The United States was the only veto in an emergency United Nations vote for a ceasefire in Israel this weekend. According to the UN, the resolution was “put forward by the United Arab Emirates and backed by over 90 Member States. There were 13 votes in favour and the United Kingdom abstained.”
The U.S. gave this reason for the veto: “Unfortunately, nearly all of our recommendations were ignored [leading to an] imbalanced resolution that was divorced from reality that would not move the needle forward on the ground in any concrete way. And so, we regretfully could not support it.”
Once again the explanation was because the resolution did not condemn Hamas’ October 7 attack on Israel. Does language matter when civilians are dying at such high rates?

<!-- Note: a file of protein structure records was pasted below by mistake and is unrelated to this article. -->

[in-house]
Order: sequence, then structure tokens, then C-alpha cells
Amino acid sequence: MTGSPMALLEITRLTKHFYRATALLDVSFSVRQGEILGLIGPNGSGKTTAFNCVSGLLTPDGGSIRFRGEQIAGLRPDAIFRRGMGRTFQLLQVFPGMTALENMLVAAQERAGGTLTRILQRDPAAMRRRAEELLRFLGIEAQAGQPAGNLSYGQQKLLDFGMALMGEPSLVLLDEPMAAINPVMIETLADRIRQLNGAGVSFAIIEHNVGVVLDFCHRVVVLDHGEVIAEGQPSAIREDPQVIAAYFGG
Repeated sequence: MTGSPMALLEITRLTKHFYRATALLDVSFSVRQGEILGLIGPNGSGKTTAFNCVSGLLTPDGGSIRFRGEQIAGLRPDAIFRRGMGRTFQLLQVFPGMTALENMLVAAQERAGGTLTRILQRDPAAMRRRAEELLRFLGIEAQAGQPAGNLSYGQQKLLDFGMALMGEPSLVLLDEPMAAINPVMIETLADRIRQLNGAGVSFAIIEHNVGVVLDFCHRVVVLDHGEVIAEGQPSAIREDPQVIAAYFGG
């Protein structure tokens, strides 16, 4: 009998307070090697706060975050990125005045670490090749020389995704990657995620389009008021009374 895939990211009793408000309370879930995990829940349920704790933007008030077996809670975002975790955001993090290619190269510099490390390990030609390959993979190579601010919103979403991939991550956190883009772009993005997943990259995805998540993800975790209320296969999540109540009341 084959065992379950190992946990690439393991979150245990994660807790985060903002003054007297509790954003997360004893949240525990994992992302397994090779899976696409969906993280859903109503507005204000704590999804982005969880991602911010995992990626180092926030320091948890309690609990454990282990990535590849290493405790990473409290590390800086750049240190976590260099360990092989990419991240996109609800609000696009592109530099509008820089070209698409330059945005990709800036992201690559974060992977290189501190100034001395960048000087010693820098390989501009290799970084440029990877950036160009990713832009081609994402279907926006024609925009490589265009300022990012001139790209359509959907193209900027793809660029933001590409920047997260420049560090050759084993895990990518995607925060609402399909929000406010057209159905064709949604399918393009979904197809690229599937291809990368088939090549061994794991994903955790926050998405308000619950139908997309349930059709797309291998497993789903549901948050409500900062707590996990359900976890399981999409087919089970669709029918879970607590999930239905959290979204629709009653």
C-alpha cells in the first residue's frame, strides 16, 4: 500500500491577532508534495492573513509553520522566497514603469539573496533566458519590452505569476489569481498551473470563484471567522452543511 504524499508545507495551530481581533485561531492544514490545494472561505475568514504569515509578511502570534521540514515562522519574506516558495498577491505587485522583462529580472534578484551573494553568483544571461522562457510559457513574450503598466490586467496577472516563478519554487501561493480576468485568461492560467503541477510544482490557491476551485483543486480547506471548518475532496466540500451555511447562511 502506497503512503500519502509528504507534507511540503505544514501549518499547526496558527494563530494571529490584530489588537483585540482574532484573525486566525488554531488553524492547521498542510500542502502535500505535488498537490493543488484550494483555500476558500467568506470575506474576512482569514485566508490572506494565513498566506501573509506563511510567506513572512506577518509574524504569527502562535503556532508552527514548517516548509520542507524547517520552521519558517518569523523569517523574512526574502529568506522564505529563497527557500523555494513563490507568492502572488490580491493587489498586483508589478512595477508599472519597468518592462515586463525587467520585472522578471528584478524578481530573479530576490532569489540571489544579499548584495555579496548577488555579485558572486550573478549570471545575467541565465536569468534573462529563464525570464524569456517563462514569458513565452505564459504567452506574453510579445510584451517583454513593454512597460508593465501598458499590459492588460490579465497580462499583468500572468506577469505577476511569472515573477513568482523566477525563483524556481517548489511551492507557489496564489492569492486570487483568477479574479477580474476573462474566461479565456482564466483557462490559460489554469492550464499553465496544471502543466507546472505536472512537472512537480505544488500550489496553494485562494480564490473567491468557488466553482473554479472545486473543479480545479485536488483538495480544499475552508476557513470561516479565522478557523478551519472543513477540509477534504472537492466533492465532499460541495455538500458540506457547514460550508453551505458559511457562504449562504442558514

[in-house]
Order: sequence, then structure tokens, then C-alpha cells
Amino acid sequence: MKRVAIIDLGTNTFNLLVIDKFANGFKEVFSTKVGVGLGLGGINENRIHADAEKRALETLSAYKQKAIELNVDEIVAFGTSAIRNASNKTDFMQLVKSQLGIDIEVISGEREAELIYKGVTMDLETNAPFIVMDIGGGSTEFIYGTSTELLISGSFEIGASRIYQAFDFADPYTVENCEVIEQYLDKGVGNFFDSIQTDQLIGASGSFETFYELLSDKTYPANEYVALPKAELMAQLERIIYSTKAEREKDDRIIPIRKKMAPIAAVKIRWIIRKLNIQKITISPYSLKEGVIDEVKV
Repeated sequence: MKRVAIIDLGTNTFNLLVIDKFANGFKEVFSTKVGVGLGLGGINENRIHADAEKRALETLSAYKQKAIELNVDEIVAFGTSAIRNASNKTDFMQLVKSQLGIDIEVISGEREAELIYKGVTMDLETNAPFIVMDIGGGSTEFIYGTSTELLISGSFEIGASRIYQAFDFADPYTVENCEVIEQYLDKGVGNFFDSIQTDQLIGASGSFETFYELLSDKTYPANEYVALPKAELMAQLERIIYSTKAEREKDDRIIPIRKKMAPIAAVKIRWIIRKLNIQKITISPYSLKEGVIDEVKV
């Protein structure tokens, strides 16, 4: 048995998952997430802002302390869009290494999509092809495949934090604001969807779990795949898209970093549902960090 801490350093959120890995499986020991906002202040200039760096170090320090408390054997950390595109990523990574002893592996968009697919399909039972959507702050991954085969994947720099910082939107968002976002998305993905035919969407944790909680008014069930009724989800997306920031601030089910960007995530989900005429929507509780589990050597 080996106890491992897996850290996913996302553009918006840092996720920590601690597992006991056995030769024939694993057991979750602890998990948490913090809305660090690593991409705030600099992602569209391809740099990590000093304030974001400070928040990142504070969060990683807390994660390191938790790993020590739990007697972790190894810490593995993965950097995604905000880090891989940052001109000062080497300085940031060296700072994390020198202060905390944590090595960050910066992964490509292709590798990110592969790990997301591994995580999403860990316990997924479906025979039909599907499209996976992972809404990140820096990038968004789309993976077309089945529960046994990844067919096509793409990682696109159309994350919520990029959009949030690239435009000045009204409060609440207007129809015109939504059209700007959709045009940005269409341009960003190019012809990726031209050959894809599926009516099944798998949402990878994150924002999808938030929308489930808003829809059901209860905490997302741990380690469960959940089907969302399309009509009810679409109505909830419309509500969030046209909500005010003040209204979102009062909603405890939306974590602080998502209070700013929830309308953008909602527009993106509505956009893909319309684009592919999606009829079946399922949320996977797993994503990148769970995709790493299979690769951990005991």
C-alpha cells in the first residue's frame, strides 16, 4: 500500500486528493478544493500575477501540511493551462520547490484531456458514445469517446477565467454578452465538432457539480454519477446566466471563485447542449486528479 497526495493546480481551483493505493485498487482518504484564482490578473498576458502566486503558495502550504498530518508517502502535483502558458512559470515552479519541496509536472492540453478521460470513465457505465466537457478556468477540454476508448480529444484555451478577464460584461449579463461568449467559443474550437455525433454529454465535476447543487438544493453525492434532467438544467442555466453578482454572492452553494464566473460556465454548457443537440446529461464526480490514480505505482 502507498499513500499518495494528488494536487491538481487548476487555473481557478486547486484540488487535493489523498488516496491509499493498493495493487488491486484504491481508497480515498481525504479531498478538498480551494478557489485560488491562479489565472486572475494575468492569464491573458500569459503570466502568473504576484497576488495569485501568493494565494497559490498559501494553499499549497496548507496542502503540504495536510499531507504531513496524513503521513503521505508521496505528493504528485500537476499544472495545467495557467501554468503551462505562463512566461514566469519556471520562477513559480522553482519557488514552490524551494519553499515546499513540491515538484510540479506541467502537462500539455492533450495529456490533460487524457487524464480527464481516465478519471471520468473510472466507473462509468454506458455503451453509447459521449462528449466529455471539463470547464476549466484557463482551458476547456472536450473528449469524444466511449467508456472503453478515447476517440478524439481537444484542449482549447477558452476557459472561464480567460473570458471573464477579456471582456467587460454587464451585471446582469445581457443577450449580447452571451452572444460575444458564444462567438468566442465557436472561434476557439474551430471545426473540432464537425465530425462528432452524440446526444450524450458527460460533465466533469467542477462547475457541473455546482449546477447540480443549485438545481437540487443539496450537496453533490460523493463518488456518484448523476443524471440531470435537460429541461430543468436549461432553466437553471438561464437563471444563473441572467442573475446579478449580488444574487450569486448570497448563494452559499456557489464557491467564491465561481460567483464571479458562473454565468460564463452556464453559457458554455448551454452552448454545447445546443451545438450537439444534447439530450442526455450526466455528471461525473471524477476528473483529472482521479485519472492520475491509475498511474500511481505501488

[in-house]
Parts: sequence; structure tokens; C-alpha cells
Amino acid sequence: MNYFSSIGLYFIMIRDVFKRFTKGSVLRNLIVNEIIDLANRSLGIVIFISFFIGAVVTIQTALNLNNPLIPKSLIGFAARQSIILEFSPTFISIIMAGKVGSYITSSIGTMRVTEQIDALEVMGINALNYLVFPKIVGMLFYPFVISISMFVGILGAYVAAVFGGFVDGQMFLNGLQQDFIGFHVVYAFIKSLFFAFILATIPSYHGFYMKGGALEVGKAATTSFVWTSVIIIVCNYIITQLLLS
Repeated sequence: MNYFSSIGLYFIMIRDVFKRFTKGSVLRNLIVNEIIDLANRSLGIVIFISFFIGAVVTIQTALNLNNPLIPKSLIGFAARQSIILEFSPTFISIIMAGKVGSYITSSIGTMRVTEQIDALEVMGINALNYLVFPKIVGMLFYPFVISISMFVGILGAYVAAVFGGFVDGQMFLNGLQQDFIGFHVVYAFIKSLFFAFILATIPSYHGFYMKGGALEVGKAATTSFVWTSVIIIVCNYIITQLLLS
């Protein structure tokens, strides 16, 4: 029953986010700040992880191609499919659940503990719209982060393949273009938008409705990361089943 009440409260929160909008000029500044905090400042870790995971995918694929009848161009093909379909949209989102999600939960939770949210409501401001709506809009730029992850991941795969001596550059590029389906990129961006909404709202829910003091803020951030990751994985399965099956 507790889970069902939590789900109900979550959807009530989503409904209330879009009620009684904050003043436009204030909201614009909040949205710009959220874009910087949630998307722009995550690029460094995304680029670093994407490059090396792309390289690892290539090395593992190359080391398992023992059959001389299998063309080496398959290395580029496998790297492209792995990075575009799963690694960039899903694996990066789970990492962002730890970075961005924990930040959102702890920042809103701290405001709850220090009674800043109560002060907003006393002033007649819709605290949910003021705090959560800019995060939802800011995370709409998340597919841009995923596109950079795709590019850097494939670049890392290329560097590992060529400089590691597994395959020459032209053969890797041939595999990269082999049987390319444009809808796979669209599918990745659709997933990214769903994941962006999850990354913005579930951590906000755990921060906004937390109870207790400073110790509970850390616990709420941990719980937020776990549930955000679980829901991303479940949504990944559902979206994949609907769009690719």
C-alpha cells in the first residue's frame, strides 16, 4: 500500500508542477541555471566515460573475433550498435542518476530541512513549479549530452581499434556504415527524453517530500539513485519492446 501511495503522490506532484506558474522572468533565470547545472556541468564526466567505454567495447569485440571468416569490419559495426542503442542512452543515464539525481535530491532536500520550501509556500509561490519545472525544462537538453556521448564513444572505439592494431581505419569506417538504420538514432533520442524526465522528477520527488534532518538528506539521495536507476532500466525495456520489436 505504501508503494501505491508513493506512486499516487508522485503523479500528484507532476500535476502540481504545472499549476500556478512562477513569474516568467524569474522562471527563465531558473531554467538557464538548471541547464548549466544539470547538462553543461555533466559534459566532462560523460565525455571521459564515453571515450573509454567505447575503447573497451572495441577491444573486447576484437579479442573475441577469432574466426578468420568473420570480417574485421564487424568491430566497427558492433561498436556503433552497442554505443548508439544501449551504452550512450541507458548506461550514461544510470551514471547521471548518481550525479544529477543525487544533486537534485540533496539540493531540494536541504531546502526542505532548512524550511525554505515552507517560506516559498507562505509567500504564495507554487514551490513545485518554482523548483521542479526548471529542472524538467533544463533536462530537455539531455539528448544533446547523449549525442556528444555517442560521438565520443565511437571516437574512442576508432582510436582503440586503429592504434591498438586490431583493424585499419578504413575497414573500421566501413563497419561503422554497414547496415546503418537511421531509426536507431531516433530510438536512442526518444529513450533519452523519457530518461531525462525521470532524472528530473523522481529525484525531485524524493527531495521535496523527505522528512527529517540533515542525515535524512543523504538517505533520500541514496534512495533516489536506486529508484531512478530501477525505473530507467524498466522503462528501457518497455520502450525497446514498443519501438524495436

Israeli newspaper Haaretz published a report this weekend showing that the Israeli army is carrying out “unprecedented killing” in Gaza. A sociology professor at the Open University of Israel showed that the civilian death rate for previous raids on Gaza in the last decade ranged between 33 and 40%. That is still terrible but not when you compare it to the raid that has been happening since October 7. According to the report, the civilian proportion of total deaths rose is now 61%. That is higher than the average civilian toll in all the conflicts around the world during the 20th century.